A Brief History of Plastic Surgery as Told by Dr. John Rosdeutscher

When Dr. Rosdeutscher recently sent me a note, followed by a dinosaur emoji, that he had just become the “last of his kind” in Middle Tennessee, I was intrigued. What kind?

When I called him to follow up, he told me this:

“I am the only double-board-certified plastic surgeon in Middle TN to be certified by both the American Board of Otolaryngology/Head and Neck Surgery and the American Board of Plastic Surgery.”

After a bit of back and forth – in part to get to the bottom of the correct spelling of the word “otolaryngology” – I expressed my surprise as to why this was such a rarity. 

“Aaaah, you’ll now have to listen to the “The History of Otolaryngology in Plastic Surgery by Dr. John Rosdeutscher,” he told me. It turns out he is the author of an article on that subject in the June 2003 issue of Plastic and Reconstructive Surgery, the Journal of the American Society of Plastic Surgeons, adapted from a 2002 lecture he gave at Meharry Medical College in Nashville. 

What follows is a summary of that story.

From the Battlefields of War

As so often with technological advance, the field of plastic surgery has its beginnings in war. More specifically, it was born in the trenches of World War I. Fighting had changed from swords to ballistics more or less at the same time as reliable anesthesia was developed, enabling soldiers to survive massive injuries to face and jaw that had previously proved lethal. 

A mish-mash of field surgeons, orthopedists and ear/nose specialist found themselves confronted with the task of restoring these casualties, and their collective expertise eventually grew into the field of plastic surgery after World War II.  Because of this early focus on the head and neck, it comes as no surprise that the field of plastic surgery was so heavily influenced by trained otolaryngologists.

Plastic Surgery and the Art of Connecting Tissue

The name plastic surgery has its origins in the Greek plastiko, which means to mold or form. All cosmetic surgery is essentially born out of reconstructive surgery performed on burn and other wounds. Form follows function.

A central skill early plastic surgeons had to master was the grafting of skin and connecting of tissue. In 1945, a French surgeon was the first to successfully graft a flap of skin from an identical twin to his brother, who had sustained severe burns in a grenade attack in Austria. It became clear that only the same or very similar tissue could be used in any kind of transplant.

The “Ultimate” Surgery

Due to this unique skill involved in connecting tissue, the field of plastic surgery laid the groundwork for several other medical disciplines. It was a plastic surgeon who performed the worlds’ first solid organ transplant. In 1954, Harvard-trained Dr. Joseph Murray performed a successful kidney transplant on identical twins. He was awarded the Nobel Prize in Medicine almost 40 years later for his discoveries in organ and cell transplantation.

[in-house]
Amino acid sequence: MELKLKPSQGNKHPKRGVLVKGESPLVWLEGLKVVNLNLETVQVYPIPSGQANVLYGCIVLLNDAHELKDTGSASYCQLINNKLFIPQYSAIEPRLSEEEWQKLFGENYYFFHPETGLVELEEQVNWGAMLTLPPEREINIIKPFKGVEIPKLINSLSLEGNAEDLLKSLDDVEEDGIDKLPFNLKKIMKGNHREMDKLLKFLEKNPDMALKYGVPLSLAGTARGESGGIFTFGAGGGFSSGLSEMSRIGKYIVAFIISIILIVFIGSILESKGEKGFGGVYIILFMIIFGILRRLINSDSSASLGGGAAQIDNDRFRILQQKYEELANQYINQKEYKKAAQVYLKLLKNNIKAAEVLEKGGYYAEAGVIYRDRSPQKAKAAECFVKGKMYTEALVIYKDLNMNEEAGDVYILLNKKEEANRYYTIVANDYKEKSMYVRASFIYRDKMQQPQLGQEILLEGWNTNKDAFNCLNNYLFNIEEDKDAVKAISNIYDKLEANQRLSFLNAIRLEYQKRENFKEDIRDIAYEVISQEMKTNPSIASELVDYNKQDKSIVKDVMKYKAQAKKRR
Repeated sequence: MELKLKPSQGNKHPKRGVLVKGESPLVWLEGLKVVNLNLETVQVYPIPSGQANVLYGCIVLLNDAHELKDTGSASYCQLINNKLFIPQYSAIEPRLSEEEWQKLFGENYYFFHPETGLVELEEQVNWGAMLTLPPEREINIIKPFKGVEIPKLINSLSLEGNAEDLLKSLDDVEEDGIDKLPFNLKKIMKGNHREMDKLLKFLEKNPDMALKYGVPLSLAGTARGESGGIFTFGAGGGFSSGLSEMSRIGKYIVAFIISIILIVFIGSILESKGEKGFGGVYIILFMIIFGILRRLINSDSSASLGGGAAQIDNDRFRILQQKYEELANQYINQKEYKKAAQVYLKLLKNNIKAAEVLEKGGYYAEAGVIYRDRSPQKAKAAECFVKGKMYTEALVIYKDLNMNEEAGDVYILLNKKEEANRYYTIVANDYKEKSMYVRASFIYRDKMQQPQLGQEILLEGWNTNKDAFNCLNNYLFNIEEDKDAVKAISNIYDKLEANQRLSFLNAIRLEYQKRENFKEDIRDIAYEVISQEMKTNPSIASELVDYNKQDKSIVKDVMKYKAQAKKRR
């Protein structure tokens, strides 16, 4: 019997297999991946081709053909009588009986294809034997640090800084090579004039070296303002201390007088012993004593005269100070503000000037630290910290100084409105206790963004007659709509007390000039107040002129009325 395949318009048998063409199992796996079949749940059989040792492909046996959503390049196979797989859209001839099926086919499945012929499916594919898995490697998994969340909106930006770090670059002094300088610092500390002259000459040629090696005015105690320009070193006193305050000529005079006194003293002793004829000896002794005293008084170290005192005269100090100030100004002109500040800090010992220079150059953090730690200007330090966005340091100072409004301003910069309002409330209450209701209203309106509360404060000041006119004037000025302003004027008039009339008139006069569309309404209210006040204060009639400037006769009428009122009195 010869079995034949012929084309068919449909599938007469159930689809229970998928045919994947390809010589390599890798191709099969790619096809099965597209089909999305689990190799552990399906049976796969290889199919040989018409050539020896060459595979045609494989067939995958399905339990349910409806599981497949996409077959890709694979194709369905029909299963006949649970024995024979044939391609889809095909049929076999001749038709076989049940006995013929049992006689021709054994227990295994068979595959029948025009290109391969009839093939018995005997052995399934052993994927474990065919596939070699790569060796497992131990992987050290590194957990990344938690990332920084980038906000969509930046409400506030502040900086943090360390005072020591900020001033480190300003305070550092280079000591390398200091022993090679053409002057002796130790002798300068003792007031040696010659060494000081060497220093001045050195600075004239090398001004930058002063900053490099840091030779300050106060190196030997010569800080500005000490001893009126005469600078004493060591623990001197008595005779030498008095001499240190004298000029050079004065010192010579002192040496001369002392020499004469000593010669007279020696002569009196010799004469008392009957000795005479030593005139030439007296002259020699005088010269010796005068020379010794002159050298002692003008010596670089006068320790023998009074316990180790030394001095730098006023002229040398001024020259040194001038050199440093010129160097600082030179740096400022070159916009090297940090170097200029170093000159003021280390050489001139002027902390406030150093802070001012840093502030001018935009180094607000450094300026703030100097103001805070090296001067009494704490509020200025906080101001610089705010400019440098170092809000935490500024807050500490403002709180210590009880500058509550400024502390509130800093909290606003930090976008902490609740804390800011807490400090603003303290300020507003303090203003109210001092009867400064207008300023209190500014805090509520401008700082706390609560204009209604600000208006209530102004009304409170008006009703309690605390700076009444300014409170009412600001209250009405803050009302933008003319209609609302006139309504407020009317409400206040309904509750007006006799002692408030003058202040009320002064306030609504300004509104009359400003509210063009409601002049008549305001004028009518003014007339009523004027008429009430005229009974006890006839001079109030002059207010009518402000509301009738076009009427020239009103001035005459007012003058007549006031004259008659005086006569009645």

One of plastic surgery’s most complex feats was the first long-term successful composite tissue transplant by American plastic surgeon Warren Breidenbach when he performed a hand transplant in 1999 in Louisville.

Similarly, cardiovascular surgery developed as an off-shoot of plastic surgery when plastic surgeons developed the skill of connecting the tiniest vessels and keeping the blood flowing. The same goes for oncology and reconstruction.

“When the other surgical specialists didn’t know what to do or needed rescue, they called plastics.”

When in Medical School, Dr. Rosdeutscher was drawn to plastic surgery because he saw it as the “ultimate surgery.” Plastic surgeons, perhaps contrary to popular belief, seemed to be among the best poised to handle difficult situations. “When the other surgical specialists didn’t know what to do or needed rescue, they called plastics,” he recalls. 

Plastic Surgery and Otolaryngology

The American Board of Plastic Surgery was officially recognized in 1938 as a subsidiary of the American Board of Surgery, which represents general surgeons. If you train as a plastic surgeon in the United States, you generally enter a fellowship that follows a surgical residency.  While otolaryngology is the oldest specialty that serves as a pathway to plastics – perhaps due to the interconnected history described earlier – there are now faster and easier pathways, such as facial plastics and even oral surgery. 

This is why fewer and fewer plastic surgeons are trained in otolaryngology, and we’ve arrived, via a short excursion into the history of plastic surgery, at how it came to be that Dr. Rosdeutscher is now the only double board-certified plastic surgeon in Middle Tennessee who also has a board certification in otolaryngolgoy.

Operating on the Skin – And its Contents

But he wouldn’t have it any other way. His two board certifications are a daily reminder of how much influence both of his fields have had on medicine. He also likes to point out that of eight volumes of the plastic surgery “bible,” five are dedicated solely to the head and neck. So as a plastic surgeon, having been trained on the head and neck as a good surgical base is an excellent foundation for any kind of procedure. His favorite answer to those who write off cosmetic surgery as “just working on the skin is this:”

“Yes, we operate on the skin. And its contents.”

No two people are alike, everybody is a little different. And therefore, no procedure is routine. In the world of Dr. Rosdeutscher, every day continues to be a challenge, and he likes it that way. 

References: Plastic and Reconstructive Surgery, Volume 111, Number 7 (June 2003): The History of Otolaryngology in Plastic Surgery by John D. Rosdeutscher, M.D.

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